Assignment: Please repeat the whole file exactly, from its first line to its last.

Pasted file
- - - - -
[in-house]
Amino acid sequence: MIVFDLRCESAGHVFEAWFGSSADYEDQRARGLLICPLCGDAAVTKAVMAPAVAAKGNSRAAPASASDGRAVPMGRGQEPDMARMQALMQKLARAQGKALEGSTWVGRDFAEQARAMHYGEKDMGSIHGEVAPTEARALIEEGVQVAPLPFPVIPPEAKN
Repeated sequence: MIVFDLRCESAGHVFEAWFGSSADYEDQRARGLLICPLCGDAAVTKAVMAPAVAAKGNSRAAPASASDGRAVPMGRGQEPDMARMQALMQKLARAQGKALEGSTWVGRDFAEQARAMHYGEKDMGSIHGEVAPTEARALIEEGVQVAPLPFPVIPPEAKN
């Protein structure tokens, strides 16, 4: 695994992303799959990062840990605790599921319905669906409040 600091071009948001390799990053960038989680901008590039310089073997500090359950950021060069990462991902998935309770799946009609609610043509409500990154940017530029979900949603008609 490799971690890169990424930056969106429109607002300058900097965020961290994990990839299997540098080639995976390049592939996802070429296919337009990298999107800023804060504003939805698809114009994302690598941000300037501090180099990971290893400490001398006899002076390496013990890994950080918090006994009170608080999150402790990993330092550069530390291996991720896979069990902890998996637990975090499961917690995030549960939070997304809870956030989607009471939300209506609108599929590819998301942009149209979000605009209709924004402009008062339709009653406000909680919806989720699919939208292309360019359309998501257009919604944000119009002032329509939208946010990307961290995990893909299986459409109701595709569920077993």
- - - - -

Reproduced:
[in-house]
Amino acid sequence: MIVFDLRCESAGHVFEAWFGSSADYEDQRARGLLICPLCGDAAVTKAVMAPAVAAKGNSRAAPASASDGRAVPMGRGQEPDMARMQALMQKLARAQGKALEGSTWVGRDFAEQARAMHYGEKDMGSIHGEVAPTEARALIEEGVQVAPLPFPVIPPEAKN
Repeated sequence: MIVFDLRCESAGHVFEAWFGSSADYEDQRARGLLICPLCGDAAVTKAVMAPAVAAKGNSRAAPASASDGRAVPMGRGQEPDMARMQALMQKLARAQGKALEGSTWVGRDFAEQARAMHYGEKDMGSIHGEVAPTEARALIEEGVQVAPLPFPVIPPEAKN
């Protein structure tokens, strides 16, 4: 695994992303799959990062840990605790599921319905669906409040 600091071009948001390799990053960038989680901008590039310089073997500090359950950021060069990462991902998935309770799946009609609610043509409500990154940017530029979900949603008609 490799971690890169990424930056969106429109607002300058900097965020961290994990990839299997540098080639995976390049592939996802070429296919337009990298999107800023804060504003939805698809114009994302690598941000300037501090180099990971290893400490001398006899002076390496013990890994950080918090006994009170608080999150402790990993330092550069530390291996991720896979069990902890998996637990975090499961917690995030549960939070997304809870956030989607009471939300209506609108599929590819998301942009149209979000605009209709924004402009008062339709009653406000909680919806989720699919939208292309360019359309998501257009919604944000119009002032329509939208946010990307961290995990893909299986459409109701595709569920077993």